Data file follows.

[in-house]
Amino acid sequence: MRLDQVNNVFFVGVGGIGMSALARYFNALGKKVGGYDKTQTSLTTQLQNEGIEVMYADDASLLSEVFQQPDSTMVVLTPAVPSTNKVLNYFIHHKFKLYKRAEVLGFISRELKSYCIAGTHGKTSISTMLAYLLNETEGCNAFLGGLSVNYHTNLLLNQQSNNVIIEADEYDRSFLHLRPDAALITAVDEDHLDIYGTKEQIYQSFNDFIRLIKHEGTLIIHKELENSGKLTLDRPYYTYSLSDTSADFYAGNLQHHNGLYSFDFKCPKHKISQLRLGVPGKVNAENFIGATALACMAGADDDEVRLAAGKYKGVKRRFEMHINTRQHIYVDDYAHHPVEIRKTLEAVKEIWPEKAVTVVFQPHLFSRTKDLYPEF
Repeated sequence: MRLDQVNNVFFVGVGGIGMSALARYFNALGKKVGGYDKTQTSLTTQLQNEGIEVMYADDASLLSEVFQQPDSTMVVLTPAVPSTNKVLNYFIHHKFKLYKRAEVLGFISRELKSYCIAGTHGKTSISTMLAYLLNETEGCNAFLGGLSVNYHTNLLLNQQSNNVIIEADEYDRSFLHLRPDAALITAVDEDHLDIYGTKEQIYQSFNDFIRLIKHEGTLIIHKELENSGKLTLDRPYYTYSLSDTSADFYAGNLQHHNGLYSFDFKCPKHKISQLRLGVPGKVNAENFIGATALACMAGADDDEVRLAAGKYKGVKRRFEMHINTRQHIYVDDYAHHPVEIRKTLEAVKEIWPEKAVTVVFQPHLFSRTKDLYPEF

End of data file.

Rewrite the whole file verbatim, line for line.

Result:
[in-house]
Amino acid sequence: MRLDQVNNVFFVGVGGIGMSALARYFNALGKKVGGYDKTQTSLTTQLQNEGIEVMYADDASLLSEVFQQPDSTMVVLTPAVPSTNKVLNYFIHHKFKLYKRAEVLGFISRELKSYCIAGTHGKTSISTMLAYLLNETEGCNAFLGGLSVNYHTNLLLNQQSNNVIIEADEYDRSFLHLRPDAALITAVDEDHLDIYGTKEQIYQSFNDFIRLIKHEGTLIIHKELENSGKLTLDRPYYTYSLSDTSADFYAGNLQHHNGLYSFDFKCPKHKISQLRLGVPGKVNAENFIGATALACMAGADDDEVRLAAGKYKGVKRRFEMHINTRQHIYVDDYAHHPVEIRKTLEAVKEIWPEKAVTVVFQPHLFSRTKDLYPEF
Repeated sequence: MRLDQVNNVFFVGVGGIGMSALARYFNALGKKVGGYDKTQTSLTTQLQNEGIEVMYADDASLLSEVFQQPDSTMVVLTPAVPSTNKVLNYFIHHKFKLYKRAEVLGFISRELKSYCIAGTHGKTSISTMLAYLLNETEGCNAFLGGLSVNYHTNLLLNQQSNNVIIEADEYDRSFLHLRPDAALITAVDEDHLDIYGTKEQIYQSFNDFIRLIKHEGTLIIHKELENSGKLTLDRPYYTYSLSDTSADFYAGNLQHHNGLYSFDFKCPKHKISQLRLGVPGKVNAENFIGATALACMAGADDDEVRLAAGKYKGVKRRFEMHINTRQHIYVDDYAHHPVEIRKTLEAVKEIWPEKAVTVVFQPHLFSRTKDLYPEF